There is a lot of discussion today about bullies
and the sometimes deadly cost of bullying in the news. Some wonder if the there
is an increase in bullying, or if we are just becoming more aware of the
problem. Naturally any time it becomes more culturally acceptable to come
forward as a victim of any type of abuse, there will always appear to be an
increase in incidence. But is bullying actually different or more frequent
today than in the past?

In talking with people of an older generation –
born and raised pre-television or in the early days of TV – it seems that
bullying in the past was certainly common, but straight-forward and fleeting.
Youth spent more time together in play and unregulated sport.  There is no
question that pecking orders were established and the strong would “push
around” the weak from time to time, and then there was the occasional
menace that people simply learned to respect and avoid. Though we can never
justify or excuse bullying, it seems there was a simpler time when bullying was
a less socially complex. Of course, this was also in a time and context when
brute force was more acceptable in parenting, relationships and conflict – and
we cannot forget the pure racism, bias and bigotry of the past that likely
excused a lot of violence from even being considered bullying. But when we
speak of the cruelty of children and what happens within communities, we must
wonder if things have gotten better or worse?

Today’s bullying takes on so many more shades and
tones. We now have the physical bullying by the local oversized menace, plus
the small gangs of bullies (which can be made of girls or boys of any race or
economic background), and we have two additional factors that I think make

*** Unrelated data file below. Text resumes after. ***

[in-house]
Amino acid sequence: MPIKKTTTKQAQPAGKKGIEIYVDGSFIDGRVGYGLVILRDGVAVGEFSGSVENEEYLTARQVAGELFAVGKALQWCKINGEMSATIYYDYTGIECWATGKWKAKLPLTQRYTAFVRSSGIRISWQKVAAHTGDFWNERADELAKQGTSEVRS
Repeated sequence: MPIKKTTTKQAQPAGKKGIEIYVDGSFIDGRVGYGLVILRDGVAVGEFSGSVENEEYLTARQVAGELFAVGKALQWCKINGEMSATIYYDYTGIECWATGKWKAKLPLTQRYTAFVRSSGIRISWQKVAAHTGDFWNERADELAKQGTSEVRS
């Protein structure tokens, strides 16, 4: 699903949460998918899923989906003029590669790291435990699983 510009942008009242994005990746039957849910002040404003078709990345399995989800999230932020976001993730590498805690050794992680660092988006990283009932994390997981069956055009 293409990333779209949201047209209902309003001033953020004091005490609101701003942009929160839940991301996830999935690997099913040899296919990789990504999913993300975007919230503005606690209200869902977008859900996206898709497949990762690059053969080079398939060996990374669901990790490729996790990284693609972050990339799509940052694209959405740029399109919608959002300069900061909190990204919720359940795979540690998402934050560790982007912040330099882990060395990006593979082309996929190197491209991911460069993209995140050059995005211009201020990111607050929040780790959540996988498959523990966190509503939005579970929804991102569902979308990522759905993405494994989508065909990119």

matters much worse. We now have virtual bullies – for example, teens that
harass, victimize and torment others by text, email, Facebook, Twitter and
other social media means. In this there is no accountability, there is a much
higher psychological intensity and potential for humiliation, and there is a
diminished sense of remorse in bullying from a distance, rather than
face-to-face. At the same time the scale of humiliation can be enormous. Which
brings us to the next and final area of concern, and it’s something we can all
do something about.

The new complexity of bullying lies in the
dehumanization of strangers and people who are different than us in our culture
today. Social networking sites, biased websites, video games, and movies that
celebrate massive amounts of violence all diminish the perceived value of a
human life, and the capacity for empathy and remorse. This is no small issue.
Throughout history, it has always been the dehumanization of an enemy that has
led to or allowed horrific acts of genocide, torture and persecution to exist.

Humanizing our society and teaching empathy and
reflection about our impact on others is something we can do in our school
systems, our homes, and in our social circles. Violence starts in the mind, as
an attitude towards problem solving, judgment, and how we deal with difference.
It starts in subtle ways and that is where you can make a difference.
Take a stand, teach a friend, empower a child or try a new perspective
yourself. Bullying is the tip of a dangerous iceberg of cultural immaturity. I
am certain we are better than that.

Will you take a stand?

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